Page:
Pave Inc. is a New York City-based personal loan service, dedicated to providing access to funding for younger borrowers.
Applicants need to provide much of the same information that a standard bank requests: identification, proof of citizenship, pay stubs (if possible), bank statements, and, for students, copy of admission letter.
There are a few minimum requirements to qualify for funding. Borrowers must:
- Be a U.S. citizen
- Be at least 18 years old
- Have a U.S. bank account
- A credit score of at least 660
- Prove they have income, a job offer, or plans to attend an educational course
If a borrower meets the minimum requirements, Pave contacts the credit bureaus to verify their information.
Applicants who are denied have the option of re-applying as frequently as they’d like. Pave.com recommends waiting at least 30 days, since credit bureaus generally take that long to show changes on an account.
Applicants can seek loans of $3,000 to $25,000 through Pave. Lending terms depend on many factors, although the lack of a maximum debt-to-income ratio is a notable feature.
The website notes that Pave considers “many additional datapoints beyond the traditional credit score,” including “future potential.”
As of December, 2015, Pave was offering loans with 2- or 3-year repayment schedules. Longer terms were not yet available, but could be coming in the future.
Students who borrow to pay for a course may defer up to three payments on their loan, but interest will continue to accrue during deferment.
Rates span a broad spectrum. Annual percentage rates (APRs) begin around 6 percent and go up to 35 percent, although the company maintains a lot of flexibility and doesn’t make it easy to find anything other than “your” rate.
The website has a carefully crafted FAQ titled “How is Pave able to offer low rates,” but rates aren’t guaranteed to be better than those offered by other marketplace lenders.
Loan funds come from accredited investors — individuals with at least $200,000 a year in income, or $1 million in net worth. Investors can sign up through the website and fill out a portfolio, indicating what kinds of projects and borrowers interest them.
In announcing the expansion of its New York pilot program to serve markets nationwide, Pave said major backers include RPM Ventures and Maxfield Capital.
As of December, 2015, Pave was not able to offer loans in Arizona, Connecticut, Washington D.C., Maine, Massachusetts, Nebraska, Nevada, New Jersey, North Carolina, North Dakota, Oregon, Pennsylvania, Tennessee, Vermont, Wisconsin and Wyoming.
Marketplace lenders typically partner with an FDIC-insured depository institution to make loans across state lines. New Jersey-based Cross River Bank makes all of Pave’s loans, with Pave collecting payments.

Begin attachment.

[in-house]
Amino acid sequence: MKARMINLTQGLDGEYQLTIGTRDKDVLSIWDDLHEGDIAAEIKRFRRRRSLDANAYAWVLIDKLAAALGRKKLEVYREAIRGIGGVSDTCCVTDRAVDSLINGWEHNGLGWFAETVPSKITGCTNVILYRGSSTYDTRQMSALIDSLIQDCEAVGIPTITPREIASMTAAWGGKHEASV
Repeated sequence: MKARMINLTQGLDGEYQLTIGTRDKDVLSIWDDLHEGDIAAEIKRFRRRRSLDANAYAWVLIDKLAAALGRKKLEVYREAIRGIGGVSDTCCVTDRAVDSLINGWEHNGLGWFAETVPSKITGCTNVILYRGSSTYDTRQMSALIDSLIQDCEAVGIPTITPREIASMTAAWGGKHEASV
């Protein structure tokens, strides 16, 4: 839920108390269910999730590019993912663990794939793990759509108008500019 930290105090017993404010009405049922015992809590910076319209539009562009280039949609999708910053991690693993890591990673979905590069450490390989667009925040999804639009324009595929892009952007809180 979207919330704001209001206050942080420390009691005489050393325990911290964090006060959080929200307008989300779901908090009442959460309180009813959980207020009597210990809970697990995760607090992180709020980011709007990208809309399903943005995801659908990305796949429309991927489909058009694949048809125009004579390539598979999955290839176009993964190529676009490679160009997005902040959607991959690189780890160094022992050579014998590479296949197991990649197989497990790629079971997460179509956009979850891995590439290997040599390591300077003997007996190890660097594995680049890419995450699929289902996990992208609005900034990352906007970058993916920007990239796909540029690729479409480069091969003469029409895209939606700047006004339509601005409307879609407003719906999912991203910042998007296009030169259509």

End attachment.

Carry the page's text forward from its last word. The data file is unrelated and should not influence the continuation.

Cross River Bank has partnered to make loans originated through a number of websites and services that include Best Egg, Upstart, LendingUSA, Affirm, New Credit America, Vouch, Health Credit Services, ApplePie Capital, and Promise Financial.
Consumer complaints and reviews
As of Dec. 1, 2015, Pave had received six written reviews through Credit Karma. Reviews were split: four rated the service with five stars, while the remaining two offered just one star.
One bad experience was linked to the New York pilot program, and frustration that the service wasn’t yet available in the applicant’s state. The other negative Credit Karma review focused on a lengthy and intrusive application process. All four positive reviews were short, anonymous, and lacking in detail.
The company was not accredited with the Better Business Bureau of Metropolitan New York as of December, 2015.
Is Pave a good choice?
Pave is a unique service and it presents an alternative to traditional financing formats. It’s still a young platform that will probably continue to evolve.
Pave’s services are innovative and, for the right young borrower, provide an excellent financing option. APRs for riskier borrowers can be high.
The website’s Future Income Estimator is a nice feature, and it’s indicative of the company’s focus on potential future income rather than current income. However, borrowers could get themselves into trouble if they fail to realize the income their expecting after they take out their loan.
Compare rates and terms offered by multiple, vetted lenders at Credible.com.
Sean Ross is a writer, researcher and consultant. He holds a bachelor’s of science degree in economics, and has nearly a decade of experience working in financial services.